There is something wonderfully subversive about smallness! Jesus compares the Kingdom to a mustard seed, an exceedingly small seed indeed. A mustard plant does not grow up like an oak to tower over society and cast its shadow over the culture. The mustard plant is equal parts above and below the ground. It is one of the most difficult plants to uproot because of its tenacious root system which stubbornly stay rooted. If we were looking for a more impressive metaphor we might try “The Kingdom is like a towering Redwood or like an Amazon Jungle” but these are not the picture Jesus paints.
I jokingly said I was giving up grandiosity for Lent and I was doing really well. I wish, though that I really could so easily give up striving for bigness in this world. God, who is almighty after all, chooses a rag-tag nation to be his people. He chooses a young virgin to bear the seed which becomes the only begotten Son. He chooses the foolish to confound the wise. He chooses the small mustard plant rather than grander vegetation for his metaphor. He continually chooses smallness over grandness and yet we so often want to change his way to the way of this fallen world.
I was reminded of the power of smallness this week. One day this week only one person came to our Study and Prayer time. I was initially disappointed and wondered why my friends had abandoned me, but I was later to rejoice. The fellow who came wanted to talk! He had just hit what he called ‘rock bottom’. He wanted to stop ‘fooling around’ with God and completely surrender. In that exceedingly small group something wonderful happened. We had a candid conversation about sin and shame and surrender. At the start I was lamenting that we were so small but soon I realised the dynamic power of simply being open to God moving through smallness.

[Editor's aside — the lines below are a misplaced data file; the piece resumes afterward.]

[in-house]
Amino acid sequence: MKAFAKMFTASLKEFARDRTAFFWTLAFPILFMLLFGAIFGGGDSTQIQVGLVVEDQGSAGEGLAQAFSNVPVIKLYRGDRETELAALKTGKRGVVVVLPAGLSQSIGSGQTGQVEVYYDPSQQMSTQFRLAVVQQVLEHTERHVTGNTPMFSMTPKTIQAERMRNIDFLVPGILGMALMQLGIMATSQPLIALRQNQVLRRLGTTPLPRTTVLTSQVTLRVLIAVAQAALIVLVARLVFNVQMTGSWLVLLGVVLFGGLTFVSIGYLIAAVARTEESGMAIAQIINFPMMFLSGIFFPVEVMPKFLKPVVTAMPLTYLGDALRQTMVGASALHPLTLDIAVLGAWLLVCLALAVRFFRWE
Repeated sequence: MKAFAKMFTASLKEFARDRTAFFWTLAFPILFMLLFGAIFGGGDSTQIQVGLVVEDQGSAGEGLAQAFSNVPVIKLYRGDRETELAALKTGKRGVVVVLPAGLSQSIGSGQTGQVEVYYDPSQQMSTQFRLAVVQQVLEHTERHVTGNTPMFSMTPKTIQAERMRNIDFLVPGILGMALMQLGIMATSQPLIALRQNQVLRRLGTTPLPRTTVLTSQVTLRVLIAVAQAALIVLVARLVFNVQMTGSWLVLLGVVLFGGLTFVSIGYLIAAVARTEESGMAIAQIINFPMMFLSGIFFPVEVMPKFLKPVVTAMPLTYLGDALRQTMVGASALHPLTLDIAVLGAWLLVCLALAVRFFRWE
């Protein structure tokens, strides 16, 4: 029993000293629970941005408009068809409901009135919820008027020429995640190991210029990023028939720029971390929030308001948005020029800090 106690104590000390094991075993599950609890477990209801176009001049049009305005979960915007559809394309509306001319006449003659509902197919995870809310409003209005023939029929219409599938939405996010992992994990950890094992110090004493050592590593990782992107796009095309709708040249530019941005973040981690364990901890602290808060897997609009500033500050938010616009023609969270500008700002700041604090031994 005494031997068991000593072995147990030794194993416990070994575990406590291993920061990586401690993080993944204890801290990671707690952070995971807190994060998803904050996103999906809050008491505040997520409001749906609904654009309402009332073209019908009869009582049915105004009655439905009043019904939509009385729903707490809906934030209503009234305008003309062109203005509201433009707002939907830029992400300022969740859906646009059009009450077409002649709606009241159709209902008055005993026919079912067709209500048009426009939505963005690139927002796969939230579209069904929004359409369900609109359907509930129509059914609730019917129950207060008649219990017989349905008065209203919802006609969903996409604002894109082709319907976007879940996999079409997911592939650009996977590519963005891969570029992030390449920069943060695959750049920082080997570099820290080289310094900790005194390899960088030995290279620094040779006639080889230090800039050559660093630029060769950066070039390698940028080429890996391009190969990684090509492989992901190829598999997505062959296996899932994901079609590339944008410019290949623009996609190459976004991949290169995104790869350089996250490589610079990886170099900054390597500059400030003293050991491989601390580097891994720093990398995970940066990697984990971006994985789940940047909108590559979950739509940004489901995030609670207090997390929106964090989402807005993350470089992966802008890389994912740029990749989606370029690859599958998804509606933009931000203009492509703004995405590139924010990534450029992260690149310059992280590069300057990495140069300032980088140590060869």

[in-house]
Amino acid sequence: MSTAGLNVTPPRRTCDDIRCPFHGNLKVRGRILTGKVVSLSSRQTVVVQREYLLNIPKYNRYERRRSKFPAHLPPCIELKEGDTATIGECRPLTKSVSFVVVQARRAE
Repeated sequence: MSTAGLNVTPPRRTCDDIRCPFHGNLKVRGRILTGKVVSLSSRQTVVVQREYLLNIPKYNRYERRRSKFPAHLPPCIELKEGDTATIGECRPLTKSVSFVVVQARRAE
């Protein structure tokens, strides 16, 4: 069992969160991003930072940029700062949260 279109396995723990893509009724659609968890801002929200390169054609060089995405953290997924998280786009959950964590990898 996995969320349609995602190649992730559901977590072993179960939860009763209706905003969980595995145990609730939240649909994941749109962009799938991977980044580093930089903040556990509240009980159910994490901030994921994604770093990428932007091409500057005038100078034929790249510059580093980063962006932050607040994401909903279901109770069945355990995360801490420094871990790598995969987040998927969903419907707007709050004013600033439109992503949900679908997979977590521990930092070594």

I had another lesson in smallness. Wednesday nights after a community supper Out Flow Ministry has begun to have a communion service. Most of the people bolt out after eating. Linda and I, like salmon going upstream, enter as most leave and we join with a small group who gather to worship and celebrate together. There is real power in the smallness of this diverse group. Together we are a picture of the Church. We experience the manifest presence of God in ways that elude me in the larger assemblies I find myself in.
On Easter a small group of us got together for dinner. An eclectic little group of us gathered and I marvelled that a group which would not otherwise have met had become friends. We laughed and joked and sang and prayed. This unlikely little group partied and worshipped. We were small and without worldly influence but no mega event experienced God more deeply!
In our desire to be people of influence we may sometimes despise the small but it is the small rudder that turns the big ship. No amount of brute force will have the impact that effective smallness will. I was reminded this week of the mustard seed call of God to a smallness which relies solely on the dynamic power only God provides. Mega may only give the illusion of dynamism.